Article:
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The Dispossessed (SF) - Ursula le Guin ****

I ought to hate this book. I was writing something about instantaneous transmitters and wanted to include Ursula Le Guin's ansible. I had read somewhere that its development and how it worked was explained in this book. It turns out it gets two mentions, each all of two lines long in 319 pages. But I don't care - because it's a great book.

I confess, I've never really read Le Guin apart from a not particularly enthusiastic attempt at The Left Hand of Darkness. The science fiction I largely read when I was younger was from the 1950s greats and the 1960s new wave, and while I read their later work too, and have started picking up on some newer writers, there's a big gap in my experience, including pretty well everything Le Guin wrote.

The book does have some science going on - the main character is a physicist developing a theory on time (hence the ansible cropping up), which seems mainly to be based on the block universe - but it's not really what the novel is about. It's far more an exploration of political systems. Our hero, Shevek, lives on the desolate Anarres, where humans can live, but are always fighting for survival. But he begins to find out more about and even to correspond with the twin planet Urras, which is lush and beautiful, eventually breaking with tradition and visiting it.

The drama comes from the juxtaposition of very different political systems. The main country on Urras is decadent capitalist, though the planet also has a Soviet-style communist country. Anarres is anarchist communist - not only is there genuinely no personal property, there are no laws, no rules.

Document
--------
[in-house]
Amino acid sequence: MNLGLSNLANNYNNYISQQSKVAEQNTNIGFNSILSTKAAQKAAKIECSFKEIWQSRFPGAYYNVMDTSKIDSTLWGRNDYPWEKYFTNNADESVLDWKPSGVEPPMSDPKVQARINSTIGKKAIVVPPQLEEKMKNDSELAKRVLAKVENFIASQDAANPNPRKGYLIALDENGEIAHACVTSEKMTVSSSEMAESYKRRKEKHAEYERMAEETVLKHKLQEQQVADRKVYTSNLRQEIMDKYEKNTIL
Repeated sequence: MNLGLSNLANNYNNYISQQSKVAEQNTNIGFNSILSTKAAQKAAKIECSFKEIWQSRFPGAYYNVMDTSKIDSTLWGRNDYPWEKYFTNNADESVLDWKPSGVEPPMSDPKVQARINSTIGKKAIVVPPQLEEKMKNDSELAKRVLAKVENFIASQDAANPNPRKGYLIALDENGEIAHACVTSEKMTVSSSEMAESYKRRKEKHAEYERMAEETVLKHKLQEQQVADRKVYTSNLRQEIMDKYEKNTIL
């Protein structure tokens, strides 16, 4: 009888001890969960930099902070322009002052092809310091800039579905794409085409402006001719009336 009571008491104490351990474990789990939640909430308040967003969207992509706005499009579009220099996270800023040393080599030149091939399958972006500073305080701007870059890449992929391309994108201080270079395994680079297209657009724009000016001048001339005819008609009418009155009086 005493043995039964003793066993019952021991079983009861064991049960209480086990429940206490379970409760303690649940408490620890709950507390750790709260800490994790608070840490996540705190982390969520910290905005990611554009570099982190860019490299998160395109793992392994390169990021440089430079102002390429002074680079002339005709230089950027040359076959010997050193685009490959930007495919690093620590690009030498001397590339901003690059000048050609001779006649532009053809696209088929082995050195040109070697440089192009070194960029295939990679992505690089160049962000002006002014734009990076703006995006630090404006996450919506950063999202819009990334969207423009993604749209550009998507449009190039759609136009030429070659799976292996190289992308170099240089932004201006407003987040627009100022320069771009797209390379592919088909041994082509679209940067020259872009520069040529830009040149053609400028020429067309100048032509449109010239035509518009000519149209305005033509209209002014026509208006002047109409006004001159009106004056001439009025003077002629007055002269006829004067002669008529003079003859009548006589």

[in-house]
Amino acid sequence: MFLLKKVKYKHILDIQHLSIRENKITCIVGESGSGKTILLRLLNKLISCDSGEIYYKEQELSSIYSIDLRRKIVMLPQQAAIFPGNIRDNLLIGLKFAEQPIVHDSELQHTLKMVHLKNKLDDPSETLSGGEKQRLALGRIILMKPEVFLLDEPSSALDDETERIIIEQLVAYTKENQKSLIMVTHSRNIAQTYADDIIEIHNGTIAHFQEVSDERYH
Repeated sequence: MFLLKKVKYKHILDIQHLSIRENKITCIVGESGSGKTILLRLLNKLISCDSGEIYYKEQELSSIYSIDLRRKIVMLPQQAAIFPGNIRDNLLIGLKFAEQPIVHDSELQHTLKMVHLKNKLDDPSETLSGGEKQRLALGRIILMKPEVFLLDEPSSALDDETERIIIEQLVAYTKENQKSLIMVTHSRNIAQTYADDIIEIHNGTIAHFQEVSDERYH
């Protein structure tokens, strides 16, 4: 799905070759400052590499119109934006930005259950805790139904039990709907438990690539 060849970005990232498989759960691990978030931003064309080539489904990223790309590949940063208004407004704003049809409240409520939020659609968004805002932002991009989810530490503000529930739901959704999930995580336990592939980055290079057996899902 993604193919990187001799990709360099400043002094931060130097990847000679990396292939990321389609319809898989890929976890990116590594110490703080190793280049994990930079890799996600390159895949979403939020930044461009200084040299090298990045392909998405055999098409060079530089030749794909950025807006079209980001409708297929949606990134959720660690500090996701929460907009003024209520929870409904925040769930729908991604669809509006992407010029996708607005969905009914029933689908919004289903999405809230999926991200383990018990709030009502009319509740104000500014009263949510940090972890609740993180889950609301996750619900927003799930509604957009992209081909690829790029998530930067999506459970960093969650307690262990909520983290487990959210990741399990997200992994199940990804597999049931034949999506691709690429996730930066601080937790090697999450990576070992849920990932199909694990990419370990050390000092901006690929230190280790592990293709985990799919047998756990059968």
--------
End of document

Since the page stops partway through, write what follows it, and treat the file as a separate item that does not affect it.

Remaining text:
Cleverly, in making the contrast between Anarres and Urras, Le Guin brings out the faults in both systems. It might seem at first that, despite the hardships, the anarchist Anarres is a paradise, because Le Guin manages to come up with a structure that would allow anarchy to work practically as a regime - no mean feat - but in reality humanity likes rules, and they are actually there, concealed and unspoken, until Shevek begins to break them.

It's absolutely not my kind of science fiction, and yet I found it both fascinating and enjoyable. I just wish I also now knew more about ansibles.

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Review by Brian Clegg

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